One prominent characteristic of biofilms is the development of 3D chemical gradients from the diffusion of nutrients, metabolic products, and signaling molecules throughout the film. These gradients create microenvironments in which the local physicochemical properties may differ substantially from those in the surrounding solution (48). This gradation of conditions allows, for example, anaerobic bacteria to flourish within biofilms that are growing in an otherwise aerobic environment (23, 36). Another example of the effects of biofilm-generated chemical gradients is dental caries. Following sugar consumption, the pH within a dental plaque biofilm drops dramatically (<5.5) while the pH of the overlying saliva remains near neutral. This acidification leads to demineralization of the tooth enamel and ultimately caries (33, 34).
Several techniques have been used to analyze pH gradients in biofilms, and each has its own benefits and limitations. Most recently, Beveridge and Hunter (22) used seminaphthorhodafluor-4F 5(and 6)-carboxylic acid (C-SNARF-4), a ratiometric fluorescent dye, to measure pH microenvironments in Pseudomonas aeruginosa biofilms and observed pH values that ranged from 5.6 to 7.0. This method minimizes perturbations of the biofilm, and its spatial resolution is limited only by that of the microscope in use. Unfortunately, free sensor dyes have been demonstrated to interact with biofilm components, potentially altering their sensitivities and perturbing the resulting images (22). Further, the penetration of any molecular or nanometer-size probe into the biofilm can be limited by the decreased diffusion rates within the dense microcolony environment (55). Finally, as with all free dye molecules, brightness and photostability are limited and photoexcitation can cause cellular toxicity (4). Microelectrode-based techniques have also been used on a large variety of biological systems (27, 42, 49), but the spatial resolution of microelectrode-based techniques is limited by the tip size and insertion of the microelectrode into the biofilm inherently perturbs the local surroundings. Each data point obtained with a microsensor is a single measurement integrated over a spatial volume covering approximately twice the tip diameter (14), which limits the ultimate spatial resolution of the sensor. In addition, a systematic study of a common microelectrode system revealed highly variable accuracy and precision between different electrodes (29).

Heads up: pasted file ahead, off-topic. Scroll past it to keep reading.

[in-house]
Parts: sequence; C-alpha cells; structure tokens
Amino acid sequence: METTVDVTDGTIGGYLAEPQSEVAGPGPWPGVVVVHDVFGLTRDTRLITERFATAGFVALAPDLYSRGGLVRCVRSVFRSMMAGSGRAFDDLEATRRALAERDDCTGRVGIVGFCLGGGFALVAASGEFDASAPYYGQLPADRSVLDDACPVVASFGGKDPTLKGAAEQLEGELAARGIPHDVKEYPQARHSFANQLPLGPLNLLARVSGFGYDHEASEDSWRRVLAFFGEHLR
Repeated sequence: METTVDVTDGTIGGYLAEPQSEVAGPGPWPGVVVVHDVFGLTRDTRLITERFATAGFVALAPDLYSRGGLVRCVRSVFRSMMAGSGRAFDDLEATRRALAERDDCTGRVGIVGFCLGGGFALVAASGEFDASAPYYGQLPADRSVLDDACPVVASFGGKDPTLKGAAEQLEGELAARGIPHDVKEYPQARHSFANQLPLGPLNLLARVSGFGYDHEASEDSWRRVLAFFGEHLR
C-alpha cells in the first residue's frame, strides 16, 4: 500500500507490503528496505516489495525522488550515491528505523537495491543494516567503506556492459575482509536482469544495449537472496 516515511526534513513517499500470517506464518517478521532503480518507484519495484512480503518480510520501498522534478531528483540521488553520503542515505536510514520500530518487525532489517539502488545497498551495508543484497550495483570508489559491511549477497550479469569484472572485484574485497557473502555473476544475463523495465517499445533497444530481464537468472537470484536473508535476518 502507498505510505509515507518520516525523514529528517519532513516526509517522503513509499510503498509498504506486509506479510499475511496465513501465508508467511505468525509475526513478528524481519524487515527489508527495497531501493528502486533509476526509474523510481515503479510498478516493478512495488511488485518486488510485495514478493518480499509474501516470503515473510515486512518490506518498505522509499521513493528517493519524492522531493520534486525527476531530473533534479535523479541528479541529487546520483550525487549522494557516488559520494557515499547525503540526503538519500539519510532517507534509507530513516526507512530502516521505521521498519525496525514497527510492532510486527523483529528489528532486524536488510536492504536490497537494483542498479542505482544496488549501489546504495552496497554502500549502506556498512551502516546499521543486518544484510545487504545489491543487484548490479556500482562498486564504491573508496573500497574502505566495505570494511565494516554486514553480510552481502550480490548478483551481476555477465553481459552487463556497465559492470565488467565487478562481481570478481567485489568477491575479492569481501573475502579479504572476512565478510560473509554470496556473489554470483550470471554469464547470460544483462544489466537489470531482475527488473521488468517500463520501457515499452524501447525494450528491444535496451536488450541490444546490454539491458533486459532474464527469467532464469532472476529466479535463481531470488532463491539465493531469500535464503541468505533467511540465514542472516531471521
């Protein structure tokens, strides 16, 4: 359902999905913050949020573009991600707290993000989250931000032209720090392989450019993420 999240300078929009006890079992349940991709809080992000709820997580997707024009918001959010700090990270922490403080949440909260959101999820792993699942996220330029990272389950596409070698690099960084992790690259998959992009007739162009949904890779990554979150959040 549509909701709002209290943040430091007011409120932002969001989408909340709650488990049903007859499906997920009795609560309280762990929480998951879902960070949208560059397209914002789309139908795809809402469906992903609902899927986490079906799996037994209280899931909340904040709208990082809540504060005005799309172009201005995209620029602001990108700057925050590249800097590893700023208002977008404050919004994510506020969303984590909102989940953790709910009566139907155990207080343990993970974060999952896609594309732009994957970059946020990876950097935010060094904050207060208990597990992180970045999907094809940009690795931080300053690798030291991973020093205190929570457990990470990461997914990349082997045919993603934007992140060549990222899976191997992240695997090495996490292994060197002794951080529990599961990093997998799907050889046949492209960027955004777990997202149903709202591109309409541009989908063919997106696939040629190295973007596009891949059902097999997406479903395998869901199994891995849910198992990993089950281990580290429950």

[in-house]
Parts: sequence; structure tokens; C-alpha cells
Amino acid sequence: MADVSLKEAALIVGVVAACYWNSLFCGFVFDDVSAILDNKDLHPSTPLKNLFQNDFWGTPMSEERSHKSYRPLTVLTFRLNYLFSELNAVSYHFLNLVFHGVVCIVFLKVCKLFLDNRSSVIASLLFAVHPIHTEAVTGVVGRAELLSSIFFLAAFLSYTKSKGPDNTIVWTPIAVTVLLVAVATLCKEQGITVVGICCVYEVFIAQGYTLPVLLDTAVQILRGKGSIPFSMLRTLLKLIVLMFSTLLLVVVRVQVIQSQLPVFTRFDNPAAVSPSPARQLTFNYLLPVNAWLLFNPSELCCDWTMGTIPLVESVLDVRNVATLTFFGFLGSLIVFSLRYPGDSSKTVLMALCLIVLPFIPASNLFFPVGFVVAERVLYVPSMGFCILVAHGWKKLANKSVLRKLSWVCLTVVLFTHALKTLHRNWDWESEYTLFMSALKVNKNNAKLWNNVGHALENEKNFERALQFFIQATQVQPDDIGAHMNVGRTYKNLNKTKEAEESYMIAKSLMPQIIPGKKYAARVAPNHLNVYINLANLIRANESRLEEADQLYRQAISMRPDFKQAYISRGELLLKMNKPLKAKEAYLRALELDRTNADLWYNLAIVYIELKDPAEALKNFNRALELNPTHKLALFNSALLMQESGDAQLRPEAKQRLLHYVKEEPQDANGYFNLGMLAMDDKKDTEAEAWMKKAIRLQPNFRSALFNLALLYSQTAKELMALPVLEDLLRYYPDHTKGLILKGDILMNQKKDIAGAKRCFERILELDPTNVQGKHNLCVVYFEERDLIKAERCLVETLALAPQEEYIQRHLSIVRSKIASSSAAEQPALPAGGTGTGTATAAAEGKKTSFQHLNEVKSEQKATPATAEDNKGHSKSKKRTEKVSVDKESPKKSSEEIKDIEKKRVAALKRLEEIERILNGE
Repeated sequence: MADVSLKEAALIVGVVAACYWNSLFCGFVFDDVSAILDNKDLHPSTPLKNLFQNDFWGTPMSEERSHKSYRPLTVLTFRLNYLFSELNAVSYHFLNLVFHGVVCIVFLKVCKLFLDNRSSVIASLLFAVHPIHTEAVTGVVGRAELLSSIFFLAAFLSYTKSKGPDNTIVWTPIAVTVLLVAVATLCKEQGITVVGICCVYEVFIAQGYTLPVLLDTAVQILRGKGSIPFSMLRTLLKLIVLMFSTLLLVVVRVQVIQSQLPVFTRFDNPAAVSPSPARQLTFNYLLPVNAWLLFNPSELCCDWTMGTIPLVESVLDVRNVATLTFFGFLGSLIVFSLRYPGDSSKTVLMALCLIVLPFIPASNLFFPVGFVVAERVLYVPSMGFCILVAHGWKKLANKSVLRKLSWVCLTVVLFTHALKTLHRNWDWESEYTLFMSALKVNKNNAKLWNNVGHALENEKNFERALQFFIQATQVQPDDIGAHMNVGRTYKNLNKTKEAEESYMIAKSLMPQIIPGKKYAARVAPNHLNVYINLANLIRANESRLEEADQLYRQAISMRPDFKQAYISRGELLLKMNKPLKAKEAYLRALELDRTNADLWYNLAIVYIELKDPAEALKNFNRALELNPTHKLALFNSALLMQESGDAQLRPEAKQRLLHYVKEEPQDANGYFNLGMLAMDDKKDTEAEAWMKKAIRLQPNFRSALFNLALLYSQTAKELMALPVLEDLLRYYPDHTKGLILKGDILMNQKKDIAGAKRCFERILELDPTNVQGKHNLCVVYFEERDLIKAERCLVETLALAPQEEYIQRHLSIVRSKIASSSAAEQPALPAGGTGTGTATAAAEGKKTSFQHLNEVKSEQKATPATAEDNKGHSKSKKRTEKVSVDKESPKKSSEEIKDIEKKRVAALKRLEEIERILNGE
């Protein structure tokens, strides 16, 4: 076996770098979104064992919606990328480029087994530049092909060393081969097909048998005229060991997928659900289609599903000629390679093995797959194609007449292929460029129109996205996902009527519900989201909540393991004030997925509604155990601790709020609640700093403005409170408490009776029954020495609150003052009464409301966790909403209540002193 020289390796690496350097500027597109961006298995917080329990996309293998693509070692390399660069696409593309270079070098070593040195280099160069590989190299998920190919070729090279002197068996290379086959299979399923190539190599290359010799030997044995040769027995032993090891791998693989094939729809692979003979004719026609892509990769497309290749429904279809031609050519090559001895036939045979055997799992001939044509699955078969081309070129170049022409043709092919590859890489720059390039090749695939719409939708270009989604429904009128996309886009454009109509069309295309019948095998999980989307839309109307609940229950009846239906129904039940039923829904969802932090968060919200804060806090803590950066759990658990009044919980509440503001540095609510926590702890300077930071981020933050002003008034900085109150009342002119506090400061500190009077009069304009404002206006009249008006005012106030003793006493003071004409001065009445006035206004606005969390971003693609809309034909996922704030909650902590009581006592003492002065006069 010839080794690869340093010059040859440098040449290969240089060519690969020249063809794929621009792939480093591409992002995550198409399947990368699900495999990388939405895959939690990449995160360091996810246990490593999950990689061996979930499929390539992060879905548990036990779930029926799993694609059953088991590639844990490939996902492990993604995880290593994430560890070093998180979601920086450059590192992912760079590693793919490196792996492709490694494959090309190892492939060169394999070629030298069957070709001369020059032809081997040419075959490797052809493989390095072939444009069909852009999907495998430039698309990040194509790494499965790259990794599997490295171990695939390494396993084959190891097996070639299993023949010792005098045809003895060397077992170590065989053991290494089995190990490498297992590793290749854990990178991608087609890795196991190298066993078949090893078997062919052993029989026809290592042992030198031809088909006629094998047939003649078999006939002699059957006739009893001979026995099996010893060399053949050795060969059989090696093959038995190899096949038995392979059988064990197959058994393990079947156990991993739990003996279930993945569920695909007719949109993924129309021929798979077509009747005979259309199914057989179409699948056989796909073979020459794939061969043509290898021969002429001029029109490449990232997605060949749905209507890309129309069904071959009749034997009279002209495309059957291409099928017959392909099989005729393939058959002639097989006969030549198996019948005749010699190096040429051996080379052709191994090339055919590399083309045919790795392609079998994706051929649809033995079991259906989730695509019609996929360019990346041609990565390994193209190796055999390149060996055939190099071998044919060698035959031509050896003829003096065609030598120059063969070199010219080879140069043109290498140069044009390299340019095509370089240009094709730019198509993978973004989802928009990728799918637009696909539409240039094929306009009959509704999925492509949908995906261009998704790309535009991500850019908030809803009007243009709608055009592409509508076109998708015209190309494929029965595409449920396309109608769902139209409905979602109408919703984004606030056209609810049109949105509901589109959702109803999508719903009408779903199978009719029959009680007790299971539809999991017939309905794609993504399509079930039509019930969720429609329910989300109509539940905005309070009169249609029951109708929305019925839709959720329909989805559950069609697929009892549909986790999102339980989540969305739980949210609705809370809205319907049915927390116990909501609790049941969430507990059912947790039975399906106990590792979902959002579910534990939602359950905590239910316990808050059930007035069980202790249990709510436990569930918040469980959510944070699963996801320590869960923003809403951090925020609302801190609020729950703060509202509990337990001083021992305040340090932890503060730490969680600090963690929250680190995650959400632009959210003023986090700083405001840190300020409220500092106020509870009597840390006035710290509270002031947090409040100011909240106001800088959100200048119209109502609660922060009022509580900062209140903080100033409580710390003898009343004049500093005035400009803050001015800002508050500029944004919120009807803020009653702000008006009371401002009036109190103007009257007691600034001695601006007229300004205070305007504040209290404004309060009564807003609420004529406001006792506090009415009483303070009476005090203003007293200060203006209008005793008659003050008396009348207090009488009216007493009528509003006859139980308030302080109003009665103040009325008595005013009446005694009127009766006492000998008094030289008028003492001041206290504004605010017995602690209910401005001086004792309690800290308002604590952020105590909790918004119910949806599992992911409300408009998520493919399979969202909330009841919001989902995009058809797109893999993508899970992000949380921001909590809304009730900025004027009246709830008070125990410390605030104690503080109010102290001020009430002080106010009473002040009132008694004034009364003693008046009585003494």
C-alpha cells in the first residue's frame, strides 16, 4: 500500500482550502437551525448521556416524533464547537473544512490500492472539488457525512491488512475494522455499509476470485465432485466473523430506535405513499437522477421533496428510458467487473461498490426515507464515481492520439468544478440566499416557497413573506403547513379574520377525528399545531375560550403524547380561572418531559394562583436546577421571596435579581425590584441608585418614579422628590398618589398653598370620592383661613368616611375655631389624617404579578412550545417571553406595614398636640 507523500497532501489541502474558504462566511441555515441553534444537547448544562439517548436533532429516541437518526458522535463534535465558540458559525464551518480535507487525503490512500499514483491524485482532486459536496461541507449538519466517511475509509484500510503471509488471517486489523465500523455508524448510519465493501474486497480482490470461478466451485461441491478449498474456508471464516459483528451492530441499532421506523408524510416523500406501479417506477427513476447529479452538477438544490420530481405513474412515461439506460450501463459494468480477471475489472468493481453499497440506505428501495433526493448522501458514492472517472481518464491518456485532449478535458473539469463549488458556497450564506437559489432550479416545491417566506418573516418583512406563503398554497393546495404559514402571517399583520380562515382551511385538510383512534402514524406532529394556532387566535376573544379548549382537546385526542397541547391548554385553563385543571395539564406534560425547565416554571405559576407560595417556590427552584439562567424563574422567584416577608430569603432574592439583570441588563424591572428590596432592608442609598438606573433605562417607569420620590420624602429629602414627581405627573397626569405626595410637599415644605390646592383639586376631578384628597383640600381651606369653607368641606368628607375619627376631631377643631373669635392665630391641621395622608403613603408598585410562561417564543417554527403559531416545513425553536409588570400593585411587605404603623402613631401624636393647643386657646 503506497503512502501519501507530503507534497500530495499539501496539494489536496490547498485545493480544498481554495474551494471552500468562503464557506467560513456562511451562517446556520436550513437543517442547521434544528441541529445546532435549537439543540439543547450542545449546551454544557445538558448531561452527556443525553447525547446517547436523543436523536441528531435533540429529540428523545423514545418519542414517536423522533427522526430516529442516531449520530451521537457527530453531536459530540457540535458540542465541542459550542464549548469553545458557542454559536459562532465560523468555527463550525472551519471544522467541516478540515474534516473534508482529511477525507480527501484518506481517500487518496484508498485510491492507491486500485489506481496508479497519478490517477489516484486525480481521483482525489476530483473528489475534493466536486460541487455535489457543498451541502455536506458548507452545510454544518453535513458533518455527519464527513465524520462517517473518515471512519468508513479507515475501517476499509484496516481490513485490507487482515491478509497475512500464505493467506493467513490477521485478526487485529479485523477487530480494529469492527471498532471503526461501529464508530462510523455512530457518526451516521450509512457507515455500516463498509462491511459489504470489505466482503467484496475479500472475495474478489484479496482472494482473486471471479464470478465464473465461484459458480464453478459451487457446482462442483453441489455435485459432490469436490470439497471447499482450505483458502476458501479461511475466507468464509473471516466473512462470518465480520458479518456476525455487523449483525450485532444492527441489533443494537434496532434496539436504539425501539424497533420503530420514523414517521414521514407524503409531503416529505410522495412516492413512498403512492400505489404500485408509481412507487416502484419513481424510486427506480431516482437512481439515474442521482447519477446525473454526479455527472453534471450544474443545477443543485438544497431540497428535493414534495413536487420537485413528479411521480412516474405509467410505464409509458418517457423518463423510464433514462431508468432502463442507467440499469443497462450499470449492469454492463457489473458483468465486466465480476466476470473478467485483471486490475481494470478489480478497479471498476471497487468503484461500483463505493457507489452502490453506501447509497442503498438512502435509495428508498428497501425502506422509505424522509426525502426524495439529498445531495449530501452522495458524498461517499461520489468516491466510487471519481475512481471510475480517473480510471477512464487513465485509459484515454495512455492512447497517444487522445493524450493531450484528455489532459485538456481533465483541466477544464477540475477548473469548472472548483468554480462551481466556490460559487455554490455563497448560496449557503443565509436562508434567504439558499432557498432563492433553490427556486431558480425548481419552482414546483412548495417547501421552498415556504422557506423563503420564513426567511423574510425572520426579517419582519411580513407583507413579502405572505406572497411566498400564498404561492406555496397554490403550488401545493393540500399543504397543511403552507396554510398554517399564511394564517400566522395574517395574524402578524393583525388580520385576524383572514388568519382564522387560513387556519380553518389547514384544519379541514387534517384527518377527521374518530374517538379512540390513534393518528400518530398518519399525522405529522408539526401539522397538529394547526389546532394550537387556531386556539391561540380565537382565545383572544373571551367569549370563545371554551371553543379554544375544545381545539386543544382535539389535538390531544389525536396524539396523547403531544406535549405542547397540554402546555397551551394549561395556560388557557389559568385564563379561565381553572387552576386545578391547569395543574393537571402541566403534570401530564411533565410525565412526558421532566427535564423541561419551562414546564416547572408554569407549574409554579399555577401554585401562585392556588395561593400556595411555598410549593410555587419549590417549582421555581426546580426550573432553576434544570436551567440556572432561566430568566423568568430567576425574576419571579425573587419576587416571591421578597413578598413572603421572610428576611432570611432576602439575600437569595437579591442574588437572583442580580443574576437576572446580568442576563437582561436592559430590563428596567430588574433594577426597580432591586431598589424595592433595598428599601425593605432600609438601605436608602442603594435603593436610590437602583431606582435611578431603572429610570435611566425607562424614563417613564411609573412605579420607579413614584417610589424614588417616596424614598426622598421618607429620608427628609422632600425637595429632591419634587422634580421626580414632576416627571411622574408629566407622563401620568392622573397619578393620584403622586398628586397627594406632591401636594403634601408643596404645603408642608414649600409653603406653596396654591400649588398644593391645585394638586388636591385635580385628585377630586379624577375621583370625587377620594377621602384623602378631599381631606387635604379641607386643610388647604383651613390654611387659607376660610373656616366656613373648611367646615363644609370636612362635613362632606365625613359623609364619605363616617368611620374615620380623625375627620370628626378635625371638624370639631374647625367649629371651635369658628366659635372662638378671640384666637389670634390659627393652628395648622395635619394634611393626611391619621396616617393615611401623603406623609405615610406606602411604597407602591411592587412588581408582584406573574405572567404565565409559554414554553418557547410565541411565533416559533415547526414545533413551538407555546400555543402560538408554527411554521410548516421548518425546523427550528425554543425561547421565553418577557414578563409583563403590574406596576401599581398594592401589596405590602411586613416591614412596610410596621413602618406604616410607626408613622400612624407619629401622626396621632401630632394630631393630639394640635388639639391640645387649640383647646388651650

Finally, fluorescence lifetime imaging can be used to measure chemical concentrations through the use of appropriate dye molecules. By imaging a sample with a pulsed laser and analyzing the decay rate of the dyes in the sample as they fluoresce, Vroom et al. (55) were able to measure pH in a mixed culture of oral bacteria. One hour after the biofilms were exposed to 14 mM sucrose, pH was measured throughout the biofilm and values ranged from 7.0 to 5.5 were observed. This technique provides great definition and tissue penetration; however, the equipment needed to perform fluorescence lifetime imaging includes fast detectors and electronics capable of differentiating nanosecond emissions in addition to a pulsed laser excitation source and is not universally available. Detailed reviews of this method may be found elsewhere (2, 6).